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Re: scroll bar size in width calculations

From: Patrick Garies <pgaries@fastmail.us>
Date: Wed, 09 Jan 2008 04:24:08 -0600
Message-ID: <4784A0C8.3010003@fastmail.us>
To: Andrew Fedoniouk <news@terrainformatica.com>
CC: www-style@w3.org

Andrew Fedoniouk wrote:
>  If it shows scrollbars then for the paragraph
>
>  <p style="width: 100px; height:100px; background: lightgreen;">some
>  content that does not fit into a container without getting big enough
>  to trigger scroll bars</p>
>
>  1) outer box [1] does not match margin box of the element.
 > 2) or some box other than border/margin box is used for computation 
of content
>  dimensions of scrollable element. Which one?

With regard to 1), define “outer box”. It seems to me that you might be 
confusing which element that overflow: auto was applied to; it wasn’t 
the paragraph element.

With regard to 2), the content dimensions of the scrollable element (the 
div element) are calculated with respect to the amount of content inside 
that element (including any overflowing content within). That seems 
pretty obvious to me, anyway.

Andrew Fedoniouk wrote:
>  Compare this sample:
>  http://www.terrainformatica.com/w3/overflow-visible.htm in IE and in
>  FF for example.

It helps if you specify version numbers. For example, the renderings of 
Microsoft Internet Explorer 6 and Windows Internet Explorer 7 can be 
quite different; this is notably the case with this specific document.

Andrew Fedoniouk wrote:
>  Two paragraphs on top have text overlapped in FF. That is because
>  Gecko uses overflow:visible; literally and it appears as Trident
>  interprets overflow:visible; as overflow:never for all elements (as
>  for cells). At least I cannot manage to convince IE(6) to overflow in
>  such cases.

Again, it helps if you specify version numbers, this time for rendering 
engines (or if you would stick to mentioning browsers (with version 
numbers) instead of rendering engines).

The MSIE6 behavior that you see is a well known bug (or perhaps it was 
intentional?). This isn’t the behavior of WIE7.

(I also think that property value keywords like “resize”, 
“resize-element”, “expand”, or “expand-element” are more easily 
understood than “never”.)

Andrew Fedoniouk wrote:
>  I personally think that IE (Trident) behavior is more humanistic in
>  this case - leads to more stable and readable renderings.

While is does, perhaps, lead to more readable renderings, the MSIE6 
behavior breaks certain CSS‐based layouts. You might want to check out 
the article IE/win Expanding Box located at the URI 
<http://www.positioniseverything.net/explorer/expandingboxbug.html>. One 
could maintain readability, instead, via the overflow: auto declaration.

Andrew Fedoniouk wrote:
>  For IE scrollbar in case #3 (above) is logical (you see no yellow
>  background there). But it is a mystery for me why Gecko show
>  scrollbars and yellow space - space that was not allocated to any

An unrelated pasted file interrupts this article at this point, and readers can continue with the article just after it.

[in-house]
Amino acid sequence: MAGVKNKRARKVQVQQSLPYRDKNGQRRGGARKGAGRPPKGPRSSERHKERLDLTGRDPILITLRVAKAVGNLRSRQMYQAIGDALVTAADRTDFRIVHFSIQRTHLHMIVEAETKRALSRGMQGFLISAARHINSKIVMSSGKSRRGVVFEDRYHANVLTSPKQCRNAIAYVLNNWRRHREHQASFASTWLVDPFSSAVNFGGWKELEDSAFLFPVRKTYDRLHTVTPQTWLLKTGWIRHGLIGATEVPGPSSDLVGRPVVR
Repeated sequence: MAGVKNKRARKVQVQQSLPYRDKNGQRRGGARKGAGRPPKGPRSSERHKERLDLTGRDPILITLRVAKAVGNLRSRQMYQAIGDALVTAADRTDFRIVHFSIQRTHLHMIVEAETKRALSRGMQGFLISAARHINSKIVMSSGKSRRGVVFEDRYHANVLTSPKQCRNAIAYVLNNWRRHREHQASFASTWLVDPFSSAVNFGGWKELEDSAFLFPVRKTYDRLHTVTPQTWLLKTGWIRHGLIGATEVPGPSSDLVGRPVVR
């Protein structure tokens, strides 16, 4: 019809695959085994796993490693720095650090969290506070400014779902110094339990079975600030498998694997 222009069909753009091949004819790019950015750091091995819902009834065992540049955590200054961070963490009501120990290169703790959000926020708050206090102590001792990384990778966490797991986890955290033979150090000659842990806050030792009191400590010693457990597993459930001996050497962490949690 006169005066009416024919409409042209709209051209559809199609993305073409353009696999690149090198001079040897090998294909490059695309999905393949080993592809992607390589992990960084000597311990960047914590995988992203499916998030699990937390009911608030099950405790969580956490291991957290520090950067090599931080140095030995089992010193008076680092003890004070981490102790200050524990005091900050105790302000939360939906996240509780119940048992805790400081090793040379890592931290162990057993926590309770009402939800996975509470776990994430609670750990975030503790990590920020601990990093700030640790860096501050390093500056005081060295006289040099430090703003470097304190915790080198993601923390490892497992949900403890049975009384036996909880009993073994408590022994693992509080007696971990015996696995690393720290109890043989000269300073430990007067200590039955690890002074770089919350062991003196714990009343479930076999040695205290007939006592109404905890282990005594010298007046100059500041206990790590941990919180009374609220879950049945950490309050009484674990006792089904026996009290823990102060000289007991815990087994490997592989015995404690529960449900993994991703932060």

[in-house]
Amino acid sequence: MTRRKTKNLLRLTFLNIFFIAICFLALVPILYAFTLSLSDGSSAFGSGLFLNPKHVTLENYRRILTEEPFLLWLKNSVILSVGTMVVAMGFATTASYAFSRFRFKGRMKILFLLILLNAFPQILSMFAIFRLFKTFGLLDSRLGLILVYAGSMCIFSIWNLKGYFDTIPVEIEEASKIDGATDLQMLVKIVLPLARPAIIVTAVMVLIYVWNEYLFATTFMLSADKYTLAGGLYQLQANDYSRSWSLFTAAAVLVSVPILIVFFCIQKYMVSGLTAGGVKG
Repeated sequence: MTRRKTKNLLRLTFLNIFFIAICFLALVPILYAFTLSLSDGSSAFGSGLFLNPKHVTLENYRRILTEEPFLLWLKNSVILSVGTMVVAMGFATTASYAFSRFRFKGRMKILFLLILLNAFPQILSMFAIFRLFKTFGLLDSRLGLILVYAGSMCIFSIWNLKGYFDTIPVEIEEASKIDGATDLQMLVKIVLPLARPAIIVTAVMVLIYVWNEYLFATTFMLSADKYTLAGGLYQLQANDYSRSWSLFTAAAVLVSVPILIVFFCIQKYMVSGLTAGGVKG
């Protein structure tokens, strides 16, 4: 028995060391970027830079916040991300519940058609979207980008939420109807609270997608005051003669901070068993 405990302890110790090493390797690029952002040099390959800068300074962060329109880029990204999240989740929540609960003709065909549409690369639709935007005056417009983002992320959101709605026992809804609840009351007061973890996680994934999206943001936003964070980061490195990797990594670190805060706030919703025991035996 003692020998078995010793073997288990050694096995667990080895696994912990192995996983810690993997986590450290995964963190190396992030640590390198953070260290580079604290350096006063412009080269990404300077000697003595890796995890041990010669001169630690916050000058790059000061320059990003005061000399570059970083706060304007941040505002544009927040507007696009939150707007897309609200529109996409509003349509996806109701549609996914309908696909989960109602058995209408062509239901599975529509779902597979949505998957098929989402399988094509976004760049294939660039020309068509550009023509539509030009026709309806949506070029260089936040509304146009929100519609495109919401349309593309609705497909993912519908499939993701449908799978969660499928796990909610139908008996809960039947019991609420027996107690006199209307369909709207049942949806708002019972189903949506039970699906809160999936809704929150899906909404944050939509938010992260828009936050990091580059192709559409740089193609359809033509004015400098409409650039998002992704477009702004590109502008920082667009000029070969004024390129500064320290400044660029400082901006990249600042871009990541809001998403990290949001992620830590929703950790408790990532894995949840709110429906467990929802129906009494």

>  element. For the record: Opera (9.x) shows only v-scrollbar there.

Just think of an element with scrollbars like a viewport within a 
viewport. For example, when an author uses the rule html, body { height: 
100%; } (a common technique) and content overflows into space not 
allocated to any element (i.e., beyond the bottom of the html and body 
elements and the viewport), I don’t see anything odd about it. New space 
within the container of the element that is overflowing (e.g., the 
viewport in my example and the div element in “case #3”) is simply being 
generated to handle the overflowing content since that content has to go 
somewhere.

I find the MSIE6 rendering to be illogical since the background color is 
not respecting the 100 by 100 pixel dimensions of the paragraph element. 
If it were, then you’d be seeing the yellow background of the containing 
div element for any content that escapes the bounds of that 100 by 100 
pixel box. Instead, the browser is not honoring the width and height of 
the paragraph element.

The WIE7 behavior makes no sense, initially; this is probably due to a 
bug. I see a green box with no scrollbars and overflowing content cut 
off. However, if I start highlighting the text and drag my mouse cursor 
downward and beyond the bottom edge of the box, suddenly, two scrollbars 
materialize and I get the behavior of Mozilla Firefox 2.

As for Opera, I see that too in version 9.25. IMO, that rendering is 
incorrect since the scrolling mechanism needed to access the text 
overflowing to the right is missing (i.e., the horizontal scrollbar 
should be present).

Mozilla Firefox 2 and Safari 3 (Windows beta) do things as expected by 
providing two scrollbars and showing the yellow background of the 
containing div element when the text overflows the bounds of the 100×100 
pixel paragraph.

— Patrick Garies
Received on Wednesday, 9 January 2008 10:24:21 GMT

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